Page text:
We passed the Chabad car, and realized that it was parked outside of the synagogue. I nodded, made a mental note to come back before I left and take a picture for my Jew Hunt, and that would be enough. However, for The Student, it wasn’t. The Student shouted, “No! Damn it! I didn’t go to Yom Kippur services!” Then he dropped to his knees on the ground.
“Erm,” I said. “Yes, me neither.”
He turned to me with a burning look in his eyes. It was not rage, or anger, it was intensity and guilt. It was the look of Batman without the baggage. The Student, I gathered, was turning into Super Jew. “We are in The Book of Death.”
Pascale looked between the two of us with a concerned look.
“We’re not in The Book of Death,” I said.
He nodded. “We are.”
“No,” I said. I shook my head for emphasis. “You’re an atheist. You don’t believe in The Book of Death because you do not believe in God.”
The Student looked between me and the synagogue and then bolted to the synagogue. The entrance had heavy iron doors with a bolt across them, which, in turn, was behind a shuttered iron gate.
The Student ran—slid might be more accurate—up to the iron gate, pounded on it and yelled, “Succors! Aidez-moi pour succors! Sanctuary! I need to do some belated repenting!” Then he lost his footing and slid down the staircase, laughing and crying simultaneously.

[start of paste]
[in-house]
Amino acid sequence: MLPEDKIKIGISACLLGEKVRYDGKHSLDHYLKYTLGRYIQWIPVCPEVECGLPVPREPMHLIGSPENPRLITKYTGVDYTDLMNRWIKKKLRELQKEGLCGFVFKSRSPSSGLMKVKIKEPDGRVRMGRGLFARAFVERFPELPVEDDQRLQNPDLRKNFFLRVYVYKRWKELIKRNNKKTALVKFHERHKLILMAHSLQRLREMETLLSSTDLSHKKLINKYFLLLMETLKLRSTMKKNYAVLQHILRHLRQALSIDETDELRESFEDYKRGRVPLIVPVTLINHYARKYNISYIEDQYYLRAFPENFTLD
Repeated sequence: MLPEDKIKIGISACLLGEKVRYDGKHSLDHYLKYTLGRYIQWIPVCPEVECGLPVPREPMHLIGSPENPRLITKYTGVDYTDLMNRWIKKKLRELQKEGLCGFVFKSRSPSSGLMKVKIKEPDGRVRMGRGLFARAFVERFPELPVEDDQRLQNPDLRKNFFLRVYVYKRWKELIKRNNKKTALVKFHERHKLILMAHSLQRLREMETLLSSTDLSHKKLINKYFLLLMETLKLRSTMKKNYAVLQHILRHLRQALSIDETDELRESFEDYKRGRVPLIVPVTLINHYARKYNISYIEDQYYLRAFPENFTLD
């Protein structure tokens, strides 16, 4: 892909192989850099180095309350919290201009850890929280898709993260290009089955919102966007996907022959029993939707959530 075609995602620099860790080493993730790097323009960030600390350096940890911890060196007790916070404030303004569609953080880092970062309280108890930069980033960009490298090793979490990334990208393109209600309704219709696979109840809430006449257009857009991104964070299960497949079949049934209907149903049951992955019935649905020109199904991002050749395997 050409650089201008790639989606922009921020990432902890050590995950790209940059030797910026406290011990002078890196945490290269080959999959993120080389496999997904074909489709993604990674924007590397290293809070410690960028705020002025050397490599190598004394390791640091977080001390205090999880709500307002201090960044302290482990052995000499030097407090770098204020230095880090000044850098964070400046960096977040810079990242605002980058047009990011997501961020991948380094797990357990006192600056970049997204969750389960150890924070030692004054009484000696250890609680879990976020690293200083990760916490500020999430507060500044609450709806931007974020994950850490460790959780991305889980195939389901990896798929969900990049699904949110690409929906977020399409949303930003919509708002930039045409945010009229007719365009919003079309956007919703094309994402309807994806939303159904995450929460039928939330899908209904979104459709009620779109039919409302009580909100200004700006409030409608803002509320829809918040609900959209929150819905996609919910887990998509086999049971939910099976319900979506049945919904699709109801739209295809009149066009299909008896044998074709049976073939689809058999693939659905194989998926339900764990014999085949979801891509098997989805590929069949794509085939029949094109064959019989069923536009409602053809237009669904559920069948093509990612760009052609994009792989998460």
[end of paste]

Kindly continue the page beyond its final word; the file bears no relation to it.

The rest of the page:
“Perhaps,” I thought to myself, “there’s something about iron gates that makes him flip out. Magnetism or something like that.”
After a few minutes of The Student crying in the fetal position and the light contact of snow upon snow and cobblestone in the street, I walked over, helped him up, and we headed back to Pascale’s place in relative silence.
Around the time when we hit the broad avenues and not the sidestreets, and saw a bunch of students staggering around, clutching each other for sheer, drunken life, I asked Pascale, “Did The Student do this a lot a couple years ago?”
“He did spend a lot of time staring at a girl’s window and listening to the love songs.”
“He was a bit, ah, what is how you say?”
“Yes,” she said.
“You could also tack on ‘slightly disturbed’ and you’d be a bit accurate.”
“Kebab,” said The Student.
“Yeah, we’ll get some kebabs,” I said.
We walked over to one of the many take-away kebab shops on the avenue. Pascale ordered cheesy chips (that aid and succor of drunken students everywhere), I ordered my usual soak-through-Styrofoam-greasy doner meat and chips, and The Student had a massive kebab. As we took the food away, walked down the avenue, and ate, The Student said, “Narrator, do you think HaShem will forgive me?”
I shrugged my shoulders. “I don’t know. He’s kind of bi-polar.”
“You should say ‘yes,’” said Pascale.
I shrugged again. “It’s a momentary relapse into Judaism. It’ll pass by the morning.”
 Let me explain. This was something I did in every city I visited. I’d drag whoever had let me stay at there place that week around the city and march them around until we found Hasidic Jews. At which point, in celebration, we’d go into a store, buy a bottle of Manischewitz and a loaf of challa bread, leave, and go drink.